Jacob Stein, who served as chairman of the Conference of Presidents of Major American Jewish Organizations during the Yom Kippur War of 1973, has died.
Stein died on Dec. 8, the first night of Chanukah.
As the Presidents Conference chairman during the Yom Kippur War, he reportedly was influential in convincing the Nixon administration to send immediate military aid to Israel.
“Jack was a great leader, devoted to his community, people, and country,” Richard Stone and Malcolm Hoenlein, respectively the chairman and executive vice chairman of the Presidents Conference, said in a statement. “He remained deeply involved with the Conference for decades after his tenure as chairman. He served during a time of serious challenges with total dedication and demonstrated unique qualities of leadership throughout.”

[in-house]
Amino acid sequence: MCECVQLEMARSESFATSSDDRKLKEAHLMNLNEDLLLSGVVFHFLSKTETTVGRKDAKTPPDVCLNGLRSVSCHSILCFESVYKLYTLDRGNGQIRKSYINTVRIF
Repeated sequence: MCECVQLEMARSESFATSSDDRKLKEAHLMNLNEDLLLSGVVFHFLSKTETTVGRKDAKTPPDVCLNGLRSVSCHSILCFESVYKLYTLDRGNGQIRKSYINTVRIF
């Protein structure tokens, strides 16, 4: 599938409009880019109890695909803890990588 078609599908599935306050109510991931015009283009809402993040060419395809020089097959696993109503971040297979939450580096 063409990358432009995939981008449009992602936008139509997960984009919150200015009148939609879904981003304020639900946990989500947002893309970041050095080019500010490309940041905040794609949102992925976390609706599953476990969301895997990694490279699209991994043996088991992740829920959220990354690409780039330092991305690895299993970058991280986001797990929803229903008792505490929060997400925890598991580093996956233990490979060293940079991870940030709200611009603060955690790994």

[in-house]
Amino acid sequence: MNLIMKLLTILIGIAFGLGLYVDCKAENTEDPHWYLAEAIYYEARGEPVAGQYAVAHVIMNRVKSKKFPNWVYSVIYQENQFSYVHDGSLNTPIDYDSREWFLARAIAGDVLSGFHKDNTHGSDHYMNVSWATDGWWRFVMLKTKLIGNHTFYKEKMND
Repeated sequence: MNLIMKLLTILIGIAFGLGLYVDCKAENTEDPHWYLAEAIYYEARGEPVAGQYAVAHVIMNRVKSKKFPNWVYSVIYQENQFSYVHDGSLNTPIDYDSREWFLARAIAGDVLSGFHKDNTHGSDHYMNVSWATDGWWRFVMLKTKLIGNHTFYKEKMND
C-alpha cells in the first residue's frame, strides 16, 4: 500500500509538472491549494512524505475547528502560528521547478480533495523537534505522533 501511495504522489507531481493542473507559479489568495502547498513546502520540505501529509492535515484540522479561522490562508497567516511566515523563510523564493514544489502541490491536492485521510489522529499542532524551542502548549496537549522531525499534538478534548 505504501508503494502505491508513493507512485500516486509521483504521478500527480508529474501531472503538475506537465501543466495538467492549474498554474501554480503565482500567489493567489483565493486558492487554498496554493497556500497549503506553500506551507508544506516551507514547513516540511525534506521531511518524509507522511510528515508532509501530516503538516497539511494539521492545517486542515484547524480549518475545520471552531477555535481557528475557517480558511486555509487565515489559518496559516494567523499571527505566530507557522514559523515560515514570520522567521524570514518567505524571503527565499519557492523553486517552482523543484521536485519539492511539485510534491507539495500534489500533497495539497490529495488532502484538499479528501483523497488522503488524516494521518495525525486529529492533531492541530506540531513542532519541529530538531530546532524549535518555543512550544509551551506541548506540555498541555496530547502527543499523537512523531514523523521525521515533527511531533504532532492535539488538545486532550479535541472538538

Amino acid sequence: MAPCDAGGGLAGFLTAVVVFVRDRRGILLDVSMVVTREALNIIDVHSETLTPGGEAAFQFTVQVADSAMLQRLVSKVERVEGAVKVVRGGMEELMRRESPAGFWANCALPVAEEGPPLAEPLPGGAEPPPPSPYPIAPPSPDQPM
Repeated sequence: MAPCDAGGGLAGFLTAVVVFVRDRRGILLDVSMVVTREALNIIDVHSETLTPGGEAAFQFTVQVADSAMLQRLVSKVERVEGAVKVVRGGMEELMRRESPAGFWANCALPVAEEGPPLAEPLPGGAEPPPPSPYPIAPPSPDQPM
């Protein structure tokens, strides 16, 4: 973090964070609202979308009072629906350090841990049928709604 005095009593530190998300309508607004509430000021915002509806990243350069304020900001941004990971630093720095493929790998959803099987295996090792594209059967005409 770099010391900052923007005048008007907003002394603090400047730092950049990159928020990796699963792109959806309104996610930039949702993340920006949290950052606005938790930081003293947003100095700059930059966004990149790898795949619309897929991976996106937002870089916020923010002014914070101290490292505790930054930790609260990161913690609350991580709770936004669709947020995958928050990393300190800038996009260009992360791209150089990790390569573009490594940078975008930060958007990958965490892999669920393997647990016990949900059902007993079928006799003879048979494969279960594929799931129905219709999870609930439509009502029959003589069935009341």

In 1981, Stein served as a full-time adviser in the Reagan administration and hosted the first Chanukah party at the White House. He served on the U.S. ambassadorial staff to the United Nations and to the Human Rights commission in Geneva.
Stein served as president of the United Synagogue of Conservative Judaism and was a founder of Temple Israel of Great Neck on Long Island, in suburban New York.
A graduate of Columbia University, Stein operated a chain of clothing stores in the Northeast and in the 1950s he became a real estate developer on Long Island.